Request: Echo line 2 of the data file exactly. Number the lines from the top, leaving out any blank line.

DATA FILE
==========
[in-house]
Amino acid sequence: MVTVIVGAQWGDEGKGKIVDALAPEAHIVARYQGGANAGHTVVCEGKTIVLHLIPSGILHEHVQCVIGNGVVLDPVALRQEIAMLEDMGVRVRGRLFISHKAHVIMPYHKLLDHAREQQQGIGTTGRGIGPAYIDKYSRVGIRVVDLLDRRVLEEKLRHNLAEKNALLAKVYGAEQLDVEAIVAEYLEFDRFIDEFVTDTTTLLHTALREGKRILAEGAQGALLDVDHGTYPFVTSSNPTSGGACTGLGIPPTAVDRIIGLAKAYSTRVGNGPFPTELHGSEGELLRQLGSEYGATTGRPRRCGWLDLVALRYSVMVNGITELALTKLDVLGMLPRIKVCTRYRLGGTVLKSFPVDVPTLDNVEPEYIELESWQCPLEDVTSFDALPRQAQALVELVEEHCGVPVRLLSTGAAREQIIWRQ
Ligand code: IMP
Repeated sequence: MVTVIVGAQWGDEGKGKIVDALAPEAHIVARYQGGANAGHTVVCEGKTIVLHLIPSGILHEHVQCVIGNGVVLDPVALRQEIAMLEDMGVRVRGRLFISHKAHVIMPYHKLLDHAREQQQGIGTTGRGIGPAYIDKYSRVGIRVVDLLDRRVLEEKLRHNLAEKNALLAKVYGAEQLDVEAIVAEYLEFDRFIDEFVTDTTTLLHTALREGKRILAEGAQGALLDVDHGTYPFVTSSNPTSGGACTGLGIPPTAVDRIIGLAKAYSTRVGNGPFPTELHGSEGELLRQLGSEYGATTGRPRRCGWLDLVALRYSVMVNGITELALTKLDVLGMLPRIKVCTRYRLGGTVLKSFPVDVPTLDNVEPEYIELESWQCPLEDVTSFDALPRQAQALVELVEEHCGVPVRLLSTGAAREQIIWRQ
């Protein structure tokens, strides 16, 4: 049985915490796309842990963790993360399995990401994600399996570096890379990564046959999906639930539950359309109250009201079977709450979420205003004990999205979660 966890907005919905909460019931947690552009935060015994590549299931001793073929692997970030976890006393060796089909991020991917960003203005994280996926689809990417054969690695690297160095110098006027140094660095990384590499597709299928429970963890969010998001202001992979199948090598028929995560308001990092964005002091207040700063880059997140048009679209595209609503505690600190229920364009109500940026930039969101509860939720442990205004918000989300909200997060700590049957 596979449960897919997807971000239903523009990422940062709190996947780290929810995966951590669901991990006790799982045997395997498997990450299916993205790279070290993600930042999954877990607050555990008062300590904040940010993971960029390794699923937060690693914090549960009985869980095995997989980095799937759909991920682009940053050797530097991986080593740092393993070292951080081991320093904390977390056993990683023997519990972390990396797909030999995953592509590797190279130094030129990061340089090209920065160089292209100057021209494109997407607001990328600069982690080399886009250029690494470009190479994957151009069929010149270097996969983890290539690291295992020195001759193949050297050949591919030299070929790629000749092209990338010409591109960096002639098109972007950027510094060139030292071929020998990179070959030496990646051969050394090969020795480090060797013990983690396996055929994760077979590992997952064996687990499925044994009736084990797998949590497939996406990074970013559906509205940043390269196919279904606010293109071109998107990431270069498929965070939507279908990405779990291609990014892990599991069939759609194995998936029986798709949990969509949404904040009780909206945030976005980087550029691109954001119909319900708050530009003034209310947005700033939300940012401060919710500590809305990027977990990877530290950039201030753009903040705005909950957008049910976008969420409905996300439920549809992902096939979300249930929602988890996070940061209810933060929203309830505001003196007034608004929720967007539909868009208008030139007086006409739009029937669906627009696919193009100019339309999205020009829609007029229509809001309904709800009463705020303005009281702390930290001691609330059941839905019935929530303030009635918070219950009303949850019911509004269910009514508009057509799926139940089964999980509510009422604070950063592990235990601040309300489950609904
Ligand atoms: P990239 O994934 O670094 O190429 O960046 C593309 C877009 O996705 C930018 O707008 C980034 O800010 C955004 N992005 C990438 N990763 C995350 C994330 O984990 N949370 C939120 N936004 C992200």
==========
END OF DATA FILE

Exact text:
Amino acid sequence: MVTVIVGAQWGDEGKGKIVDALAPEAHIVARYQGGANAGHTVVCEGKTIVLHLIPSGILHEHVQCVIGNGVVLDPVALRQEIAMLEDMGVRVRGRLFISHKAHVIMPYHKLLDHAREQQQGIGTTGRGIGPAYIDKYSRVGIRVVDLLDRRVLEEKLRHNLAEKNALLAKVYGAEQLDVEAIVAEYLEFDRFIDEFVTDTTTLLHTALREGKRILAEGAQGALLDVDHGTYPFVTSSNPTSGGACTGLGIPPTAVDRIIGLAKAYSTRVGNGPFPTELHGSEGELLRQLGSEYGATTGRPRRCGWLDLVALRYSVMVNGITELALTKLDVLGMLPRIKVCTRYRLGGTVLKSFPVDVPTLDNVEPEYIELESWQCPLEDVTSFDALPRQAQALVELVEEHCGVPVRLLSTGAAREQIIWRQ